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Week in Review Editorial: 10 to 16 August

Over the last week, the FDA has not won many friends in the pharmaceutical industry as it continued to demonstrate that drug safety was at the top of its regulatory agenda

Over the last week, the FDA has not won many friends in the pharmaceutical industry as it continued to demonstrate that drug safety was at the top of its regulatory agenda.

The origin of the FDA's augmented safety profile can be traced back to the time it approved Merck & Co's Vioxx, which as we all know resulted in injury and death in some patients prescribed the drug.

Under heavy criticism from Federal government, the FDA has slowed its rate of drug approvals and a number of high profile pipeline drugs have suffered regulatory setbacks or marketed treatments have had their existing labelling changed.

Wyeth seems to have suffered the most this week, as its new antipsychotic licensed in from Solvay, bifeprunox, was judged to be not as effective as existing marketed treatments, such as Bristol-Myers Squibb and Otsuka's Abilify. The FDA has already rejected Wyeth's Pristiq, an antidepressant that was being tested for menopausal symptoms, demanding clinical trials on the drug's heart and liver side effects.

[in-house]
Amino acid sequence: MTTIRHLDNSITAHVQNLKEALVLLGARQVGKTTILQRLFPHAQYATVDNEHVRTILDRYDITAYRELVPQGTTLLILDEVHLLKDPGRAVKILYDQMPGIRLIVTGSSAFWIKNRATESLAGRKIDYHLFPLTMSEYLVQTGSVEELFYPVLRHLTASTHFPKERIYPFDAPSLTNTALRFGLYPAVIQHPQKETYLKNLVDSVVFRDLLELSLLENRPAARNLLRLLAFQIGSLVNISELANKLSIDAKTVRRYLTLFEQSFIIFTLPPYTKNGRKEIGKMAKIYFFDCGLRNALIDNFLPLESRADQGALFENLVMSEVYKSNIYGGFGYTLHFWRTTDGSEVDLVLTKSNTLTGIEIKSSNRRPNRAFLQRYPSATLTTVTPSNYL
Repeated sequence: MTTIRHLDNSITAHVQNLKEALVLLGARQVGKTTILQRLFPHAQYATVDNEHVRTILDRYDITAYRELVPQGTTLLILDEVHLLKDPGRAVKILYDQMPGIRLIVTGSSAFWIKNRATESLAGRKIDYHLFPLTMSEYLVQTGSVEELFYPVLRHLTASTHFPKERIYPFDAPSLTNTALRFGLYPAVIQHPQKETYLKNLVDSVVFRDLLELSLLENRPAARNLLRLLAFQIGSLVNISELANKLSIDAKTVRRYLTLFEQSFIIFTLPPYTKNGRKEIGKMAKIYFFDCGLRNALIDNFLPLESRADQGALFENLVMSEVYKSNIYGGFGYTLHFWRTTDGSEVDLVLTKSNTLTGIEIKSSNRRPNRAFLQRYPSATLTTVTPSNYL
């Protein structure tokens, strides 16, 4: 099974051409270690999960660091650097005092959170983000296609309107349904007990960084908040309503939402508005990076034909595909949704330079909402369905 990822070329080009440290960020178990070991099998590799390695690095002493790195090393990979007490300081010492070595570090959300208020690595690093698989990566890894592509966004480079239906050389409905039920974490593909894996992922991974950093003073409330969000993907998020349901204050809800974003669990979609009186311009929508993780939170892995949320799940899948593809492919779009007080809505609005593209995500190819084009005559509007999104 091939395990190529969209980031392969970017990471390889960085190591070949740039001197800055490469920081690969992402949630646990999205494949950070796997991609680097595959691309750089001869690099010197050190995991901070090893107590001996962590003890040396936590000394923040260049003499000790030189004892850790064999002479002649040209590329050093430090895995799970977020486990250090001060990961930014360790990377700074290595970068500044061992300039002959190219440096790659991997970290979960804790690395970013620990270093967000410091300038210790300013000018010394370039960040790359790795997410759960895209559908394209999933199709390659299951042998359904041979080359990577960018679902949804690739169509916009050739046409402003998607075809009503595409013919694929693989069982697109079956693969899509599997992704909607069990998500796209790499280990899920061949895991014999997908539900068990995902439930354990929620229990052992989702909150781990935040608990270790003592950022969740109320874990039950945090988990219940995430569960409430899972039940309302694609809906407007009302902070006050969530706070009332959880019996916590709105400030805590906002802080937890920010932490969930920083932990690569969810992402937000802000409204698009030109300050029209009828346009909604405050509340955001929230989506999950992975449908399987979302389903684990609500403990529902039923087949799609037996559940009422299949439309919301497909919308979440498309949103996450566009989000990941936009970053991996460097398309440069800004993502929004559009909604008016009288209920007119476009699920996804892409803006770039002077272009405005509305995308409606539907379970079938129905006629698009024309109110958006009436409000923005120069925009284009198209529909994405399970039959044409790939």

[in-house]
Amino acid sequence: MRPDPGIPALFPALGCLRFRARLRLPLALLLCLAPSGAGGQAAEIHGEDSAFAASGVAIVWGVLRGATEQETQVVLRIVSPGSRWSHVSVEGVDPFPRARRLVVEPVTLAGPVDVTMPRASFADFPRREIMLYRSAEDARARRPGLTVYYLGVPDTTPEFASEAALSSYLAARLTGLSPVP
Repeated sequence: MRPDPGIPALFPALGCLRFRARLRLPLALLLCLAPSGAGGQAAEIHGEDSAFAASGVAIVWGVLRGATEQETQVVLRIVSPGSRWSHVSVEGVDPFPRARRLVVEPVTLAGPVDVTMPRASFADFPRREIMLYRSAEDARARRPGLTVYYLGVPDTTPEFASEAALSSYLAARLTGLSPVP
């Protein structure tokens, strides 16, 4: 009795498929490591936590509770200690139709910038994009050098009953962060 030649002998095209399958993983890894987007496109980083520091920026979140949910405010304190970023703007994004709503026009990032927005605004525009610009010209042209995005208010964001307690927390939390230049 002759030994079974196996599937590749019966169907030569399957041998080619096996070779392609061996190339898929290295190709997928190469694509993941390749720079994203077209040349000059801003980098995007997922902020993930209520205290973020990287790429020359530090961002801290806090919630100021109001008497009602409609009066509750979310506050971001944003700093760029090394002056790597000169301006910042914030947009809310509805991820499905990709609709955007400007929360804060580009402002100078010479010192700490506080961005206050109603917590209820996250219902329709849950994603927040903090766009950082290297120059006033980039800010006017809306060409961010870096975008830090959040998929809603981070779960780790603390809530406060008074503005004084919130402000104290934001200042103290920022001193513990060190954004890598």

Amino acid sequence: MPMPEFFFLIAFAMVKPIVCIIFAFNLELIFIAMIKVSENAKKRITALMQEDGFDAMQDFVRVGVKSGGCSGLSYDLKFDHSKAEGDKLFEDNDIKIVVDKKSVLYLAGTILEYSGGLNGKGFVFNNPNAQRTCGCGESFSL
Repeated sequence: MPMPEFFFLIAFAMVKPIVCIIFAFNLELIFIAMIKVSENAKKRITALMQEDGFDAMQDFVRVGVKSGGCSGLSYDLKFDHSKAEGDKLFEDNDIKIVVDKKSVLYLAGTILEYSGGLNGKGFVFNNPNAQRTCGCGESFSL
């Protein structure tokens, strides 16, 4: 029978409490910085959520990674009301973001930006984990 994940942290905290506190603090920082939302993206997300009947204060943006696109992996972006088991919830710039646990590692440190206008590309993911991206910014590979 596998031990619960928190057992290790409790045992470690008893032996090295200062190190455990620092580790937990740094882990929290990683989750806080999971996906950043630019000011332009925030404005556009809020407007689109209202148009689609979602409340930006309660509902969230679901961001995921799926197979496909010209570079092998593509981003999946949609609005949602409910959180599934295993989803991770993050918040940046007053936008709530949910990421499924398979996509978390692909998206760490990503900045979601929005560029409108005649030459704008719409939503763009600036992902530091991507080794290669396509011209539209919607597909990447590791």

Earnings continue to be eroded by regulatory delays on products and safety concerns of widely used marketed treatments, such as GlaxoSmithKline's Avandia diabetes pill and Takeda's rival, Actos. Also suffering is AstraZeneca, whose blockbuster acid reflux treatments, Nexium and Prilosec, came under FDA scrutiny after two studies linked the drugs to heart attacks and death. Novartis's Galvus diabetes pill, which analysts said could have generated USD 1bn in sales, was rejected by the agency as well.

And it's not just the FDA. The European Medicines Agency rejected Elan's Tysabri to be used against Crohn's disease, while Novartis' Prexige analgesic was pulled from the market by Australian regulators on concerns that it could damage the liver.

The FDA approved 38 new drugs through July of this year, down 31 per cent from 55 per cent in the same period of 2006, according to Friedman, Billings and Ramsey (FBR) analysts. They say that 2007 approvals have so far only included seven new molecular entities (NME), which is the lowest level in ten years.

On the surface, the FDA may not be entirely to blame for the reduction in NME approvals. Lack of innovation from pharmaceutical companies, whose pipelines continue to suffer from a paucity of NMEs, must also be considered.

However, Fran Hawthorne, the author of "Inside the FDA" says that there was nothing new about the reduced levels of innovation: "It's true that the pipelines are pretty dry at the drug companies, but the pipelines were dry five years ago when the FDA was approving more."

16th August 2007

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